The Guy Who Saved the Bocce Court

White canvas ball bag in hand, Danny Berrios heads toward the bocce court in Astoria Park.

Photo by Nancy A. Ruhling
Danny grew up in Astoria Houses.

It’s along the waterfront next to the children’s playground. Even if you’re a regular park-goer, you might not know of its existence.

The long, narrow rectangular space, encased in a low, white wall, has not had a brightly colored ball roll on its surface in years.

Danny thinks that’s a shame.

When Danny, a friendly fellow with short-cropped pepper and salt hair, sought it out in June 2016, it was filled with weeds and empty bottles and cans.

Photo by Nancy A. Ruhling
The bocce court during Dannys renovation.

As a boy, he had spent a lot of time in the park.

He, his eight brothers and two sisters were raised by a single mother.

She came to Astoria from Puerto Rico in the 1940s and installed her family in a four-bedroom unit in Astoria Houses, a complex that’s a doable walk away for energetic, excited children.

Danny played hard at the park’s summer camp. He learned to swim in the pool and as a teen, he watched over its waters from the lifeguard’s tower.

Photo by Nancy A. Ruhling
Danny started the project in the summer.

“Astoria Park was the only green in my concrete city,” he says. “It was my backyard.”

Which is why he thought of it last summer when he happened to visit Francis Lewis Park in Bayside, where he lives.

“I noticed people playing bocce,” he says. “I watched for about an hour. The next day was nice, so I went back. They needed another player and asked me to fill in. I didn’t know anything about the game, but I told them I would give it a try.”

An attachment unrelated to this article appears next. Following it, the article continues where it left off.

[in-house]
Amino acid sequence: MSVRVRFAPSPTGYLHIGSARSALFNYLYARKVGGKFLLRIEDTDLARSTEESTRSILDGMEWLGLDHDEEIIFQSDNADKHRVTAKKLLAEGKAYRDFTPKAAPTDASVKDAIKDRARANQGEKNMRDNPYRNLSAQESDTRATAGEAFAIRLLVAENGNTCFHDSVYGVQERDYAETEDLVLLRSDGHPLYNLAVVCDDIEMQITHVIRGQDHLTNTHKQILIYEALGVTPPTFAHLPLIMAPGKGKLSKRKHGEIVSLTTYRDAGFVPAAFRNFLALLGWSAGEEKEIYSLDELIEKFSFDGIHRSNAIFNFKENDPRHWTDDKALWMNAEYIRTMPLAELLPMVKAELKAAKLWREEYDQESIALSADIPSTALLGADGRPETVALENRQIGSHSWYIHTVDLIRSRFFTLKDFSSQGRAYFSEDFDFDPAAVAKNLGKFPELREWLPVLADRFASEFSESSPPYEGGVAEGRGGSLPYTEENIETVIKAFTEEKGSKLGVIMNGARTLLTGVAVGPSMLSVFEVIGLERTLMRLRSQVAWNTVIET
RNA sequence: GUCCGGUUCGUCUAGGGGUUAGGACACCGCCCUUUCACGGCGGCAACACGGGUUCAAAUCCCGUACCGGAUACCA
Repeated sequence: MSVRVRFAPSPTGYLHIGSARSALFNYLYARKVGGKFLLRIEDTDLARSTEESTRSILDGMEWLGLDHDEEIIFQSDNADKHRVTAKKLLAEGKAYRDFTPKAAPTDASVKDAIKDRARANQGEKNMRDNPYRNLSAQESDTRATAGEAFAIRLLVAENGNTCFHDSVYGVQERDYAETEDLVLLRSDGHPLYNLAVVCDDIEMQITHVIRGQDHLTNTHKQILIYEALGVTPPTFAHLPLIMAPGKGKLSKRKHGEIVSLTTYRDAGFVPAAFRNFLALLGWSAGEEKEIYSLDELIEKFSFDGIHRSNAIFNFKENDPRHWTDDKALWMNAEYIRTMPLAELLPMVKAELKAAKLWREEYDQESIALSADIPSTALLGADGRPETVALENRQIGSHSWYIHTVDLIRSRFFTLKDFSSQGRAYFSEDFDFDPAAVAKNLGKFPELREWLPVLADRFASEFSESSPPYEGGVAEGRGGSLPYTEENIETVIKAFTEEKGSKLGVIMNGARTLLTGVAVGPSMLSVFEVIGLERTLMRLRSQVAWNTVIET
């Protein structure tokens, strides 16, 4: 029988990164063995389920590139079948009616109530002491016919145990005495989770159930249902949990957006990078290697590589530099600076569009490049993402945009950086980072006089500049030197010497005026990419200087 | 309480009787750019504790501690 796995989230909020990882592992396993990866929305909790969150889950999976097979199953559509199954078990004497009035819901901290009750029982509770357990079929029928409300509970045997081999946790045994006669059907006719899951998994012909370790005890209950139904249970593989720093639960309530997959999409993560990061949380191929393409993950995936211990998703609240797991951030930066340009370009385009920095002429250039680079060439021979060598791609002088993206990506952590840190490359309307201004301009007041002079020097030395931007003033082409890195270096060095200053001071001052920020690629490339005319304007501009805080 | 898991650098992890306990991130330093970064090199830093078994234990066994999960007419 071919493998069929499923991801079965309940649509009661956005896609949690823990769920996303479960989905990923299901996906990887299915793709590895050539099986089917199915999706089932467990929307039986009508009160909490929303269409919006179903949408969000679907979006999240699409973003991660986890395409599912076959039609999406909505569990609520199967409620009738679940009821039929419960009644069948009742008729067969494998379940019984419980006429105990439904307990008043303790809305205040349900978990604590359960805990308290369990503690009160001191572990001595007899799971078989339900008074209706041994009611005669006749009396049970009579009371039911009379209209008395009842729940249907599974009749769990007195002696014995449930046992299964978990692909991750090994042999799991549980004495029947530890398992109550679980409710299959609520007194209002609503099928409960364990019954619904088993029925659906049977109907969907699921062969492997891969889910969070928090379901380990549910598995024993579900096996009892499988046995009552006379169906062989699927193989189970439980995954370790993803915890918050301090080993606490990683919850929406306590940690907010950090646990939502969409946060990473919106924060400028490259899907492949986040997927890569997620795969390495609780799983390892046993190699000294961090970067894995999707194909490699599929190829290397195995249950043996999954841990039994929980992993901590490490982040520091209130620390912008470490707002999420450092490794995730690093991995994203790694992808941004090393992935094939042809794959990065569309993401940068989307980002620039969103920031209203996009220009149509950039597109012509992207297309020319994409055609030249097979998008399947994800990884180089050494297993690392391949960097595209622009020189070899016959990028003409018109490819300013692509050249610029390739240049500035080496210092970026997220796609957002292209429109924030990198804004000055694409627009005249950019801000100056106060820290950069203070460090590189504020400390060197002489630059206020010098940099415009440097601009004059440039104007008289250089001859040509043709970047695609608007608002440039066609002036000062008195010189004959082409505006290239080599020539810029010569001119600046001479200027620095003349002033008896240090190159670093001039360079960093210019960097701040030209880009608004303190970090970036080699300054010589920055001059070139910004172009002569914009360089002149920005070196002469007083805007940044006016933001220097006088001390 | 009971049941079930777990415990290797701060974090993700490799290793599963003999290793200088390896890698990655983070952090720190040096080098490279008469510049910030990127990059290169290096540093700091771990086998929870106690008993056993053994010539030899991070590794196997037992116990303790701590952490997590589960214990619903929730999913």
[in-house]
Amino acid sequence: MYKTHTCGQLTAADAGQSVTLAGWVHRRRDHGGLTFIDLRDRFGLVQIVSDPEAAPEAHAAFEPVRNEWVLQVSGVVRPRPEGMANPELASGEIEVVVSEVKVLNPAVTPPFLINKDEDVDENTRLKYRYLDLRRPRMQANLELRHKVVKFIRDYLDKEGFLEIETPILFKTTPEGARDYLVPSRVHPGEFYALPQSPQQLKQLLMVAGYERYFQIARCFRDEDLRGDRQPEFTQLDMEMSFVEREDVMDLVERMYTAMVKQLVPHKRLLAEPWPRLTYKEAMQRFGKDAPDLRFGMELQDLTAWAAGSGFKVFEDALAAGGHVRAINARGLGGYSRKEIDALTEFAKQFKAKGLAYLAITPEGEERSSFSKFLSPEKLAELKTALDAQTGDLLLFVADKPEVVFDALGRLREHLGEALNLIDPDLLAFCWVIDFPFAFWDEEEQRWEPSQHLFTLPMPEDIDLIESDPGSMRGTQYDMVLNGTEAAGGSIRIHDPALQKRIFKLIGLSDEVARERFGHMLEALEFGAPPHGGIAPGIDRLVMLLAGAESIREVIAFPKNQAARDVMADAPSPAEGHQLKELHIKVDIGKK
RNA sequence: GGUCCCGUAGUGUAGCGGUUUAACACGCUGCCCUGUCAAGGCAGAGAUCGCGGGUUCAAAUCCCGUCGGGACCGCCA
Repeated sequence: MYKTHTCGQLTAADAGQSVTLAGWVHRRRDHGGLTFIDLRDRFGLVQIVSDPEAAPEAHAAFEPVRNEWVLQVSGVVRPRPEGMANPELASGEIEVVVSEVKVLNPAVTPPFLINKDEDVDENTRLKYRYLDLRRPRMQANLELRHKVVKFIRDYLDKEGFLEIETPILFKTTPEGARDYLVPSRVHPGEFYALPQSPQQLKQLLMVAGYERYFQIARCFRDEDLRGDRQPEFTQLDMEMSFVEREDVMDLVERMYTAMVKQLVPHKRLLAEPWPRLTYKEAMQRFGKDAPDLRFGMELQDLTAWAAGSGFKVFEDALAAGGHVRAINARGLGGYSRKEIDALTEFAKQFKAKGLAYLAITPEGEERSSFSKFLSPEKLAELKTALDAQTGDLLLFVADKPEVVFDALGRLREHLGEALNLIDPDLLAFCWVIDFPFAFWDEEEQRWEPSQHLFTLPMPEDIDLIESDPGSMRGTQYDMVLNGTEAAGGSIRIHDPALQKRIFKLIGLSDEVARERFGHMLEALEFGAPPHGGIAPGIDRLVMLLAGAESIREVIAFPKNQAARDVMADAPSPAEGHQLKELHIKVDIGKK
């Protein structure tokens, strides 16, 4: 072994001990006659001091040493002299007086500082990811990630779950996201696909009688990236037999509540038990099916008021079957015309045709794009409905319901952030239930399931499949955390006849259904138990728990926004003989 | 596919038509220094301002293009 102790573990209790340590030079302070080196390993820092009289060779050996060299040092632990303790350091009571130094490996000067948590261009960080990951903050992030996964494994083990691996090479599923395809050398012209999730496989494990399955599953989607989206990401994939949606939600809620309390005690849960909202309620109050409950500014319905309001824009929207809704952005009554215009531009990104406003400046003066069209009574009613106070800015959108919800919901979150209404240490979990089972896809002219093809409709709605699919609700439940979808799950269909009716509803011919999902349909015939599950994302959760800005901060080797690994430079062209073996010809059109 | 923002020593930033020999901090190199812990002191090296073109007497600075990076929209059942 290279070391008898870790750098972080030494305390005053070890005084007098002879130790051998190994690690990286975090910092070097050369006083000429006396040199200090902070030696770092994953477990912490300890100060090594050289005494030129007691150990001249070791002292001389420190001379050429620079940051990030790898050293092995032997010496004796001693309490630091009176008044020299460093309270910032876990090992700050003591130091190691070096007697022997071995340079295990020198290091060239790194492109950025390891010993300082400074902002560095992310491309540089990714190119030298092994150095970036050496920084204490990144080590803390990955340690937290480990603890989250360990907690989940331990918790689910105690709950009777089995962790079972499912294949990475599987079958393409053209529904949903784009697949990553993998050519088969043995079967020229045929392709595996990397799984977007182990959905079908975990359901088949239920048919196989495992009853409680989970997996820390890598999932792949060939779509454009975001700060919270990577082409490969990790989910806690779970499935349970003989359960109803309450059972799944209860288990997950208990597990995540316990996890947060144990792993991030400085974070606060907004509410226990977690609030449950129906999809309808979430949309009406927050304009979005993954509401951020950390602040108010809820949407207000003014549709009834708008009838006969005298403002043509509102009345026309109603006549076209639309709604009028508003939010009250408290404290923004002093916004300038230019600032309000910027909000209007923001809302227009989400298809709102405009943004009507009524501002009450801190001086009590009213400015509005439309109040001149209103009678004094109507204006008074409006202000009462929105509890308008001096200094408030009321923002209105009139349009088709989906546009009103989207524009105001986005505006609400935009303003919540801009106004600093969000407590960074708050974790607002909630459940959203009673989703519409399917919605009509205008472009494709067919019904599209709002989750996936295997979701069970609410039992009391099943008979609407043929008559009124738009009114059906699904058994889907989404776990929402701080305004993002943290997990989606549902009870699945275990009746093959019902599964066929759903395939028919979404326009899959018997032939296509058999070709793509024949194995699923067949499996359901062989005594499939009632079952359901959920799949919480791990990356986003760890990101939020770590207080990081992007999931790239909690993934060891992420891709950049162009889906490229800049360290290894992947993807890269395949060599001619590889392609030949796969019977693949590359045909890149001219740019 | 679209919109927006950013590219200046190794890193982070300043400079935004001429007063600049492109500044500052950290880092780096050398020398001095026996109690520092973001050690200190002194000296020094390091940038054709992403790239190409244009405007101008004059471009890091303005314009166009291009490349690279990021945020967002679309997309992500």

It turns out that Danny’s a natural.

“I did well, and our team won,” he says. “I was so excited that I called my wife from the court.”

Photoy by Nancy A. Ruhling
He played one game and was hooked.

He started playing every day and thought he’d give Astoria Park’s court a try.

“I remembered my friends’ parents playing there,” he says.

When he saw the court’s state of disrepair, he decided to do something about it.

“The Parks Department told me that nobody was using it and that it might be taken away,” he says. “But they told me I could adopt it. The next day, I started pulling out weeds and raking leaves. Before I knew it, other people started helping me.”

Photo by Nancy A. Ruhling
Bocce is much more than tossing a ball, Danny says.

For 2 ½ months, Danny put aside his own jobs to work on the court.

“I probably spent 200 hours and $200 on it,” he says, adding that the Astoria Park Alliance and Parks Department supplied materials.

Danny, a contractor who specializes in kitchen, bath and basement renovations, has always liked to work with his hands.

Growing up, his family didn’t have much money, so Danny put together a bicycle from discarded parts he found in the neighborhood.

Photo by Nancy A. Ruhling
Taking aim.

“I found a tire here, a handlebar there,” he says.

When he was 12, he started helping one of his brothers do construction jobs.

“I was like his apprentice,” Danny says. “I learned to paint and plaster and use tools. I loved it.”

Photo by Nancy A. Ruhling
Letting it roll.

It was in high school that Danny got his first real job: He worked in the stock room at Alexander’s department store.

When he graduated, he followed the tradition of two of his brothers and joined the Marines.

As part of the Second Marine Aircraft Wing, Danny spent his four-year hitch in Cherry Point, North Carolina, and in San Diego and Twentynine Palms, California.

When he returned, he got a job as a doorman at a Fifth Avenue building.

Photo by Nancy A. Ruhling
Danny’s court-side seat.

“I met a lot of famous people, including Elton John and Elizabeth Taylor,” he says.

Eventually, he became a building super, first in Manhattan, then in Bayside, where he settled with his wife and three children, who are grown.

By the late 1980s, he had become a contractor.

Photo by Nancy A. Ruhling
All set for the next round.

Danny had been counting the days to the grand opening of the court, which was April 22. His game had been on hold during the renovation.

“There’s a lot of strategy in bocce,” he says. “You have to know how to hold the ball in your hand and how to roll it.”

Although Francis Lewis is much closer to Danny’s house, he’s making Astoria Park his court.

“This is where my roots are,” he says. “I couldn’t wait to roll the first ball.”

Nancy A. Ruhling may be reached at; @nancyruhling on Twitter; nruhling on Instagram,,

Copyright 2017 by Nancy A. Ruhling